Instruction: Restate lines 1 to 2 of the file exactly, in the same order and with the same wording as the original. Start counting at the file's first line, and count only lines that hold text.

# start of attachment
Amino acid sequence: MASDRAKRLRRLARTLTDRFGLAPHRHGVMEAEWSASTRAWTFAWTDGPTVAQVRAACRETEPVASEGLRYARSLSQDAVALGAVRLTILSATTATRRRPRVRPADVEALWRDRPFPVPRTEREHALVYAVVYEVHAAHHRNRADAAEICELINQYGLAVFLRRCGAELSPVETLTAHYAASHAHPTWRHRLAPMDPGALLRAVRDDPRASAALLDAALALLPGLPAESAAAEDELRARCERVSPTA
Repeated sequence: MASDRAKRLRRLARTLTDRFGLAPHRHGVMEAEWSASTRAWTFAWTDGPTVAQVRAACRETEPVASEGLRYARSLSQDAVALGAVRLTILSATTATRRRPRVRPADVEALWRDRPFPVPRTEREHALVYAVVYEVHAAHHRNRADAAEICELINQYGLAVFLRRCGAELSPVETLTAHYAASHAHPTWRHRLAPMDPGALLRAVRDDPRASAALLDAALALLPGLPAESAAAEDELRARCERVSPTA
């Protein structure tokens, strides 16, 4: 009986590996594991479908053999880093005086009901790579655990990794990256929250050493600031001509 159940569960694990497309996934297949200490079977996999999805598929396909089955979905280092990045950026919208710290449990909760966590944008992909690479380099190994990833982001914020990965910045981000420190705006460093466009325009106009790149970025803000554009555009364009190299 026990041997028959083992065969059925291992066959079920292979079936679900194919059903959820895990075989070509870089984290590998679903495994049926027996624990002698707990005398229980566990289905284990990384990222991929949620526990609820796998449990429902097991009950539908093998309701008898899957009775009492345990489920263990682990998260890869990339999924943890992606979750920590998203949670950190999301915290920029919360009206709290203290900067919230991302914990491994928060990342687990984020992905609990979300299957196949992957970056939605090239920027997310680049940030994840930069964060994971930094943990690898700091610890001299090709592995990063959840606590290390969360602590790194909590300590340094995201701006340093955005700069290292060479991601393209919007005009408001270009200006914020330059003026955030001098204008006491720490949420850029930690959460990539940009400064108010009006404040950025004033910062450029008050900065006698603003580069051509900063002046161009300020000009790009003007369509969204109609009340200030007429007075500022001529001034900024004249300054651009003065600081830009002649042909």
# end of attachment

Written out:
Amino acid sequence: MASDRAKRLRRLARTLTDRFGLAPHRHGVMEAEWSASTRAWTFAWTDGPTVAQVRAACRETEPVASEGLRYARSLSQDAVALGAVRLTILSATTATRRRPRVRPADVEALWRDRPFPVPRTEREHALVYAVVYEVHAAHHRNRADAAEICELINQYGLAVFLRRCGAELSPVETLTAHYAASHAHPTWRHRLAPMDPGALLRAVRDDPRASAALLDAALALLPGLPAESAAAEDELRARCERVSPTA
Repeated sequence: MASDRAKRLRRLARTLTDRFGLAPHRHGVMEAEWSASTRAWTFAWTDGPTVAQVRAACRETEPVASEGLRYARSLSQDAVALGAVRLTILSATTATRRRPRVRPADVEALWRDRPFPVPRTEREHALVYAVVYEVHAAHHRNRADAAEICELINQYGLAVFLRRCGAELSPVETLTAHYAASHAHPTWRHRLAPMDPGALLRAVRDDPRASAALLDAALALLPGLPAESAAAEDELRARCERVSPTA